How we create impactful research and the ways in which we educate the next generation of leaders distinctively shapes the future of business. To that end, Leeds’ world-class faculty are undertaking important research on diversity, equity, inclusion (DEI), and the implications of these issues for business and society. Furthermore, Leeds recognizes that all students need to see themselves reflected in course content. In addition to courses focused on diversity in business, our faculty are working to enhance inclusion in curricula across divisions.

Research

Leeds faculty are undertaking important research on business and its relationship to issues of diversity, equity and inclusion. Following are examples of DEI research topics helping to generate knowledge and insights that impact the world of practice and scholarship globally as we work to be a world recognized thought leader in this area.

Teaching

In order to properly serve and prepare our students to be the future leaders in the global business landscape, we have to create a learning environment that allows them to bring their whole selves into our classrooms. Toward this end Leeds has stood up the Classroom Inclusion Team (CIT), a group of committed faculty from each division whose charge it is to research, introduce, measure, and celebrate inclusive classroom practices.

Service

Service to the community is essential for Leeds faculty. Our faculty partners with the Office of Diversity Affairs and the Diverse Scholars Research Initiative to perform research on a variety of topics with diverse students. Service also includes outreach beyond Leeds, such as accounting Instructor Susan Morley’s work with the VITA Tax program which helps all residents in the Boulder community facing economic challenges.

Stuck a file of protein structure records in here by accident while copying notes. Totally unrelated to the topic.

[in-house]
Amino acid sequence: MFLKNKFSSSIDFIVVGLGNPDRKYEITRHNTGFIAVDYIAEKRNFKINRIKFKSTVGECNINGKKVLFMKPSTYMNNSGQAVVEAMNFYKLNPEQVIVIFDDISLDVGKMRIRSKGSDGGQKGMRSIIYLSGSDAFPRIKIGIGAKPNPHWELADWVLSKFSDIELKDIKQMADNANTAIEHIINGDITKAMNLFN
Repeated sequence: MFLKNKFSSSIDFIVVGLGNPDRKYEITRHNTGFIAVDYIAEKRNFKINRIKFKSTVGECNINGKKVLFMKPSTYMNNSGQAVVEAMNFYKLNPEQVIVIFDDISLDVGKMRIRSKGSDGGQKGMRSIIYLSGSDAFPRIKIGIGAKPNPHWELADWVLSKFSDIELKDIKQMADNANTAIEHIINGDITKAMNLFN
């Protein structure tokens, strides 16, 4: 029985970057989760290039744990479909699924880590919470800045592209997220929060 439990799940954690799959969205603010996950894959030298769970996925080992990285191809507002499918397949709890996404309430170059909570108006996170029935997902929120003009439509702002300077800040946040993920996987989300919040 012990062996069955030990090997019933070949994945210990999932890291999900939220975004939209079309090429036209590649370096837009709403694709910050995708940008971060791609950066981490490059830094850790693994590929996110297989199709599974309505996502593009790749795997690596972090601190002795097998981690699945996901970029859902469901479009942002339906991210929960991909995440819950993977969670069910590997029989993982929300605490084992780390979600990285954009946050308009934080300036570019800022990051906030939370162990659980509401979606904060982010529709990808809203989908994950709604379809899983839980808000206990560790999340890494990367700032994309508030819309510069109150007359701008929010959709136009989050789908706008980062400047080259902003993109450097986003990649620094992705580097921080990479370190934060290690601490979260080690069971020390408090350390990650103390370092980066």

Research

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The Role of Race in Salary Negotiations

Research by Leeds’ Assistant Professor Sabrina D. Volpone and "Linkages between racioethnicity, appraisal reactions, and employee engagement."

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Inequalities in Disaster Relief

Stephen Billings also co-authored a study, along with Associate Professor Emily Gallagher and Lowell Ricketts of the Federal Reserve Bank of St. Louis, that found massive inequalities in disaster relief between wealthy and lower-income residents. 

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Unconscious Biases

Stefanie K. Johnson, David Hekman and Elsa Chan collaborated on a series of three studies aimed at uncovering what unconscious biases impacted diverse candidates’ chances of being hired for a variety of jobs.

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The School to Prison Pipeline

Leeds Associate Professor Stephen Billings co-authored research that finds that minority and male students attending stricter middle schools are more likely to end up incarcerated later in life.

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School Diversity

In addition, a new paper also co-authored by Billings and featured in the Washington Post, indicates that a school’s racial composition could shape your future political identity through friendships, role models, instruction, discipline, and extracurricular activities.

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Executive Pay Leads to Racial and Gender Bias

David Hekman, along with Leeds researchers: Associate Professor Stefanie K. Johnson, Professor Russell Cropanzano, PhD alumna Elsa Chan and PhD candidate Jessica Kirk, examined the ways executive pay leads to racial and gender bias

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Inclusion in the Workplace

Stefanie K. Johnson’s new book, Inclusify: How to Maximize Uniqueness and Belonging to Build More Innovative Teams, focuses on helping leaders create diverse teams feel engaged, empowered, accepted and valued.